Recommendation #6: Government subsidy for adopting cybersecurity and ISO certifications

We recommend that the government allocate RM50 million in funds to subsidise the purchase of cybersecurity and ISO products and services of Malaysian MD or MySTI certified companies with a 50% subsidy up to a maximum of RM100,000 per annum. This will help a minimum 500 SMEs to raise the bar on Cybersecurity and ISO certifications and thereby better protect their digital systems, IP and customer data as well.
 

Supporting Women Owned Startups

Women-owned businesses are a major driver of economic growth. In Malaysia, women-owned businesses contribute an estimated 30% to the country's GDP. Supporting women-led businesses can help to boost economic growth and create more job opportunities for women, which can lead to a more equitable society. A study by the Malaysian Employers Federation found that women-led businesses are more likely to hire women than male-owned businesses. Women owned businesses are defined as 51% of shares held by women and the CEO or Managing Director is a woman.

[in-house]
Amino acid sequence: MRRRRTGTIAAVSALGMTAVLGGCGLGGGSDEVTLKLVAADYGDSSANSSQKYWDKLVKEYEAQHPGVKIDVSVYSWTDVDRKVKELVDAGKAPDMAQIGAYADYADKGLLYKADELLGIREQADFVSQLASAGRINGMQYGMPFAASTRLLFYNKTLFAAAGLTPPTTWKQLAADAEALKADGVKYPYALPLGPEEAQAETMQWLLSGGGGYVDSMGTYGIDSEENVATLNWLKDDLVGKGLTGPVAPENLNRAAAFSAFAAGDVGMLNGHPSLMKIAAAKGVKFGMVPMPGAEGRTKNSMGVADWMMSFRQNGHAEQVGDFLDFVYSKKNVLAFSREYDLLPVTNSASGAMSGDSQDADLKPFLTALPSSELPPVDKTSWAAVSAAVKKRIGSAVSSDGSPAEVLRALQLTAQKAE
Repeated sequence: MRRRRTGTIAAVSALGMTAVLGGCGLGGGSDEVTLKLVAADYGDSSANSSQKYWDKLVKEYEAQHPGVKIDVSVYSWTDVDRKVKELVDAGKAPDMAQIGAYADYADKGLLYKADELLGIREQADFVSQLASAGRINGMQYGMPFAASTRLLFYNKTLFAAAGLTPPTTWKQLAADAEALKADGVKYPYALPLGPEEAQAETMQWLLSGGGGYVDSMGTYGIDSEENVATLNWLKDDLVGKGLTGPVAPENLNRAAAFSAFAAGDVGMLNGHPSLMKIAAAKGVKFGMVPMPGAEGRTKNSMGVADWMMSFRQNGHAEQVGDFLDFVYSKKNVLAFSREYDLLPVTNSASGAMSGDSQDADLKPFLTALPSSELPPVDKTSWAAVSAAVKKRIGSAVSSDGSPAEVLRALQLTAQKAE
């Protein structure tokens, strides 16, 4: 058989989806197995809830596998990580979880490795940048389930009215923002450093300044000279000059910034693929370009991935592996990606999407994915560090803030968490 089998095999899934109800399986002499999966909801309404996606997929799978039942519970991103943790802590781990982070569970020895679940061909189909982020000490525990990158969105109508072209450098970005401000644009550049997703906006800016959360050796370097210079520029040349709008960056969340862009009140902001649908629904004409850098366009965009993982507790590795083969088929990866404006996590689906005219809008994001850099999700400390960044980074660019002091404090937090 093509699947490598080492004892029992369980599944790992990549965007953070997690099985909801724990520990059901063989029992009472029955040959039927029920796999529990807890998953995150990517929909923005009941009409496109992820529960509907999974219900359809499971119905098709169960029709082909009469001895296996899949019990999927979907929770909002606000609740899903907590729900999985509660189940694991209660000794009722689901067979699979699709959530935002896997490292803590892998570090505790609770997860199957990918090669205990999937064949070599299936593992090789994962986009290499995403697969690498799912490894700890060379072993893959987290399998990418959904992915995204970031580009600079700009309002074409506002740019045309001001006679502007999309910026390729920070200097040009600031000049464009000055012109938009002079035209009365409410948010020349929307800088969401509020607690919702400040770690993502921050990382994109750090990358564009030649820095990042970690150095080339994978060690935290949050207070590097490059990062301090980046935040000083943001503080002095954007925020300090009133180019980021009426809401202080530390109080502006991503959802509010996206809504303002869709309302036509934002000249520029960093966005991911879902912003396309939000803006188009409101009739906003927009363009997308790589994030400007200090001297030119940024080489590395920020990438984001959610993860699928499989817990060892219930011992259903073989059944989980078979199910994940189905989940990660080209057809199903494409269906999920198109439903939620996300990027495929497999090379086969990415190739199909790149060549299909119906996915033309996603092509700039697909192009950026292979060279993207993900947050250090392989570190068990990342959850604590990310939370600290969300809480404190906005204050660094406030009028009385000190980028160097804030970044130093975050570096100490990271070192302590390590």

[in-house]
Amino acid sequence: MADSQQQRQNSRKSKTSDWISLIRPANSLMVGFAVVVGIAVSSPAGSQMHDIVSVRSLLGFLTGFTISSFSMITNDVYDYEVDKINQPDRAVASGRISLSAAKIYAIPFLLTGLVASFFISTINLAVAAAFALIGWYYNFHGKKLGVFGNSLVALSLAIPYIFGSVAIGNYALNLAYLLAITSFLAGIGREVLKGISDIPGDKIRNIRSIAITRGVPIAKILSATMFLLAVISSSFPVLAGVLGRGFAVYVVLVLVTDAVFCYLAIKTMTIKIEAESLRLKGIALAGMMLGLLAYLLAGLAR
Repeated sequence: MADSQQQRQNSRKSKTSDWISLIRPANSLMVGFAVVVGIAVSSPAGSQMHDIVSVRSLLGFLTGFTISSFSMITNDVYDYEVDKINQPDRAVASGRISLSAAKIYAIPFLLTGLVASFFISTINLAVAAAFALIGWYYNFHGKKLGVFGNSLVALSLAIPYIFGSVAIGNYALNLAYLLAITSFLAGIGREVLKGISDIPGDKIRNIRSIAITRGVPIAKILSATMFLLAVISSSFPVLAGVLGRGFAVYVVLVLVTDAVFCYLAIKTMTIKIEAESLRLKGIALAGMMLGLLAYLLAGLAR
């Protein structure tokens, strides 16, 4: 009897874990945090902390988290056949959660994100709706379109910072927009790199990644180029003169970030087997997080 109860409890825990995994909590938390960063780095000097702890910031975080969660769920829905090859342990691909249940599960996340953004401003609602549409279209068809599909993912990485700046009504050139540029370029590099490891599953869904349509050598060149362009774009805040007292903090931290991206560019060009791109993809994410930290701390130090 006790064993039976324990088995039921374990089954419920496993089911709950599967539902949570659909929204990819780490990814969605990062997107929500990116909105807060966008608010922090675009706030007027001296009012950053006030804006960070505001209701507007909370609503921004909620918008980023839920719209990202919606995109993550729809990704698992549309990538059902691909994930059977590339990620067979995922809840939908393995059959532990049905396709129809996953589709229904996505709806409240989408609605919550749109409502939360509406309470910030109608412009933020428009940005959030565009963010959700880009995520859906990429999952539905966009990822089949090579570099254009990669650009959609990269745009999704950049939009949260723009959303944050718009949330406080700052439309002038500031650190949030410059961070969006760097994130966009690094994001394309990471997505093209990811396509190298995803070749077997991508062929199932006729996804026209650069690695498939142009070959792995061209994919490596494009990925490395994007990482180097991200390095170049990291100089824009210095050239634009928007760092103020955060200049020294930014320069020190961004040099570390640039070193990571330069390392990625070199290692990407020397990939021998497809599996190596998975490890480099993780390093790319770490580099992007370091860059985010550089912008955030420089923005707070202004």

Recommendation #7: Double tax deduction for purchasing locally produced technology by women owned businesses

Buyers of local technology products and services from Malaysian women owned startups to be eligible for a double tax deduction on the amount spent on procurement up to RM1 million per annum.

Supporting women-led businesses can help to improve Malaysia's reputation as a country that is committed to gender equality and social justice. By supporting women-led businesses, Malaysia can show the world that it is a country that is open to innovation and diversity.

 

Fostering investments into Shariah-compliant P2P financing products

Shariah-compliant P2P Financing is still in the early stages, with the Securities Commission Malaysia (SC) reporting in their Annual Report 2022 that of the total RM3.87 billion funds raised since the industry was introduced in 2016, only 9% are Shariah-compliant, which is equivalent to just RM348 million. This is an extremely low sum especially since Malaysia wants to continue to be number one in the world for Global Islamic Finance.